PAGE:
Montenegro president re-elected

First vote since split from Serbia cements independence of tiny Adriatic state.

    Vujanovic supporters celebrating the president's re-election victory [AFP]

    Official results are expected on Monday, but the independent monitors said the ranking of the candidates will not change and there will be no run-off because Vujanovic won more than 50 per cent of the votes cast.

     

    Medojevic conceded defeat, with his party Movement for Change citing the same figures.

     

    Turnout was 69 per cent, about 22 points higher than in 2003, when Vujanovic won his first five-year term, election observers said.

     

    Vujanovic: "I won for Montenegro
    and its future" [AFP]

    Vujanovic, of the ruling Democratic Party of Socialists - one of the staunchest advocates of Montenegro's split from Serbia - said his victory shows that "a majority of Montenegrins support our policies".

     

    "I won for Montenegro and its future," he told hundreds of his cheering supporters. "I will be the president of all the people in Montenegro."

     

    Ethnic Serbs, who make up about 30 per cent of the population, are unhappy about Montenegro's separation from Serbia following a May 2006 referendum.

     

    They are seeking closer political and economic ties with Belgrade, which have been chilly since the breakup.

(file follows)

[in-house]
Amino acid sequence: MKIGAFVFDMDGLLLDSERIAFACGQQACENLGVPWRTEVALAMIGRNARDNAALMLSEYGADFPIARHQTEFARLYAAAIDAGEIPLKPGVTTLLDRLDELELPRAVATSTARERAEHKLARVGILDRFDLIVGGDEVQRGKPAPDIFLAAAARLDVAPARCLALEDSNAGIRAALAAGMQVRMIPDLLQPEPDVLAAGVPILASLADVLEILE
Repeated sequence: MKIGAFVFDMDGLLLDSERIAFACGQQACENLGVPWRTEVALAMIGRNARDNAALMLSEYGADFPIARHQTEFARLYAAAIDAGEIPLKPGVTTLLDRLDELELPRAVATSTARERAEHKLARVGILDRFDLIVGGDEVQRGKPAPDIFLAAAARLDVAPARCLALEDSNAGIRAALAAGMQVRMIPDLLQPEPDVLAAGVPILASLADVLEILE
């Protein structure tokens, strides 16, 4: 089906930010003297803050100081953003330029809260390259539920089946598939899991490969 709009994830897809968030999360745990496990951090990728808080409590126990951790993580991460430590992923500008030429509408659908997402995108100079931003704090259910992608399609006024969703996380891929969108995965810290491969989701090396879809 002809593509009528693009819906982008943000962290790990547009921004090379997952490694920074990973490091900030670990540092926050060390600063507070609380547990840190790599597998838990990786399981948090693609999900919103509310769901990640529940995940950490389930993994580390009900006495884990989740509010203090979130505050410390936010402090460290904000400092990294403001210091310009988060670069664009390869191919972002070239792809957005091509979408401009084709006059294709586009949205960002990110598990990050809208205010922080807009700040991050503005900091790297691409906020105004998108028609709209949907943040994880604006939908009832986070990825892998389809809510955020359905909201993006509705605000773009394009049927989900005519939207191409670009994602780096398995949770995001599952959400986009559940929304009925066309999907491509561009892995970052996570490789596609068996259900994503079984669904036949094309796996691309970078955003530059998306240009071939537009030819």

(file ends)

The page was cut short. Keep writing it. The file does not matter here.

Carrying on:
Montenegro was an independent kingdom before World War I, then part of Yugoslavia until that nation disintegrated in violence in 1991. Montenegro remained joined with Serbia until it seceded peacefully.

     

    Economy booming

     

    Since the split, its economy has boomed. Annual economic growth is about 8 per cent and foreign direct investment since 2006 has been about $1.6bn, propelling Montenegro to the top of Europe's per capita foreign investment list.

     

    But it has had trouble getting rid of its image as a society rife with corruption.

     

    "The vote has shown that Montenegrins are still not ready for change of the corrupt and totalitarian regime," Medojevic, the liberal challenger, said.

    SOURCE: Agencies


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